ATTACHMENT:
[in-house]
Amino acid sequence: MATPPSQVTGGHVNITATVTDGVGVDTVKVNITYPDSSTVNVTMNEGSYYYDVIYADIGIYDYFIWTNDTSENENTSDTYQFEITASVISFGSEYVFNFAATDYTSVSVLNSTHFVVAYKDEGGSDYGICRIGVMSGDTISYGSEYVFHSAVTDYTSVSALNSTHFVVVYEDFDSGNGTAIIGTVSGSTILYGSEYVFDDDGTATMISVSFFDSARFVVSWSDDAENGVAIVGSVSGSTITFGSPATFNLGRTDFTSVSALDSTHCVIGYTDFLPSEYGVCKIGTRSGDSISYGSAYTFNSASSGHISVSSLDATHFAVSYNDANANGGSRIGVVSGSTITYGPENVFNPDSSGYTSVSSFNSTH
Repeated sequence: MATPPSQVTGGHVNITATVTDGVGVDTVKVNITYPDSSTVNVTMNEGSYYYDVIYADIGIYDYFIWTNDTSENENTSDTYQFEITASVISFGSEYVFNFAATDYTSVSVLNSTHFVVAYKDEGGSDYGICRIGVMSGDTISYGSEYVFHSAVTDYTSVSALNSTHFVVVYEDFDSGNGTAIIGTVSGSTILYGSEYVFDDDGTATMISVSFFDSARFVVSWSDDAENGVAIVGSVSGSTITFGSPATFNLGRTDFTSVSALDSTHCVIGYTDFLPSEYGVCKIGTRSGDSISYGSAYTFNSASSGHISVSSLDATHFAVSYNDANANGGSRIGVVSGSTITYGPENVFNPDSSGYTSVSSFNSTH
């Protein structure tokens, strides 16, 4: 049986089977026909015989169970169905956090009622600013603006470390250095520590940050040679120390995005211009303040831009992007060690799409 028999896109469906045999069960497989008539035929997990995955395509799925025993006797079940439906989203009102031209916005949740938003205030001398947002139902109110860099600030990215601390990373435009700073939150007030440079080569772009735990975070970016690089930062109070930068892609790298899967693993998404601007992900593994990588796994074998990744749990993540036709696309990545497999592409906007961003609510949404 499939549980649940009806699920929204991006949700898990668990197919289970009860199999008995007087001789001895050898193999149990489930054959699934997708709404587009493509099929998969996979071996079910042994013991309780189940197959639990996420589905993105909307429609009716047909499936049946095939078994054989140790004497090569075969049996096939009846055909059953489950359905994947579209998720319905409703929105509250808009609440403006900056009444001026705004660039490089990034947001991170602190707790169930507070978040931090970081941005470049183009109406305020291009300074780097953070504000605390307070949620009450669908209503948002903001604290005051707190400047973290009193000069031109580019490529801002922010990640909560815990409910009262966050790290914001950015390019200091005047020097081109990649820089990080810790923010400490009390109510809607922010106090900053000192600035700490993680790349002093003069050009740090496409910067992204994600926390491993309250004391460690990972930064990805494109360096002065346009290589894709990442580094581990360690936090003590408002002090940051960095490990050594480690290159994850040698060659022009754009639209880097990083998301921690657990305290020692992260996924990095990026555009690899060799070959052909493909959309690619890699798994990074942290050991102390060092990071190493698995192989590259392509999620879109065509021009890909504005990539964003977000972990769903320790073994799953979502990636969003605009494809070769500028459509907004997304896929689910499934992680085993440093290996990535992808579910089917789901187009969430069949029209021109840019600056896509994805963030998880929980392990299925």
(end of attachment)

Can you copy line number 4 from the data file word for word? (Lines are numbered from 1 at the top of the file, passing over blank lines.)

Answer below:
């Protein structure tokens, strides 16, 4: 049986089977026909015989169970169905956090009622600013603006470390250095520590940050040679120390995005211009303040831009992007060690799409 028999896109469906045999069960497989008539035929997990995955395509799925025993006797079940439906989203009102031209916005949740938003205030001398947002139902109110860099600030990215601390990373435009700073939150007030440079080569772009735990975070970016690089930062109070930068892609790298899967693993998404601007992900593994990588796994074998990744749990993540036709696309990545497999592409906007961003609510949404 499939549980649940009806699920929204991006949700898990668990197919289970009860199999008995007087001789001895050898193999149990489930054959699934997708709404587009493509099929998969996979071996079910042994013991309780189940197959639990996420589905993105909307429609009716047909499936049946095939078994054989140790004497090569075969049996096939009846055909059953489950359905994947579209998720319905409703929105509250808009609440403006900056009444001026705004660039490089990034947001991170602190707790169930507070978040931090970081941005470049183009109406305020291009300074780097953070504000605390307070949620009450669908209503948002903001604290005051707190400047973290009193000069031109580019490529801002922010990640909560815990409910009262966050790290914001950015390019200091005047020097081109990649820089990080810790923010400490009390109510809607922010106090900053000192600035700490993680790349002093003069050009740090496409910067992204994600926390491993309250004391460690990972930064990805494109360096002065346009290589894709990442580094581990360690936090003590408002002090940051960095490990050594480690290159994850040698060659022009754009639209880097990083998301921690657990305290020692992260996924990095990026555009690899060799070959052909493909959309690619890699798994990074942290050991102390060092990071190493698995192989590259392509999620879109065509021009890909504005990539964003977000972990769903320790073994799953979502990636969003605009494809070769500028459509907004997304896929689910499934992680085993440093290996990535992808579910089917789901187009969430069949029209021109840019600056896509994805963030998880929980392990299925």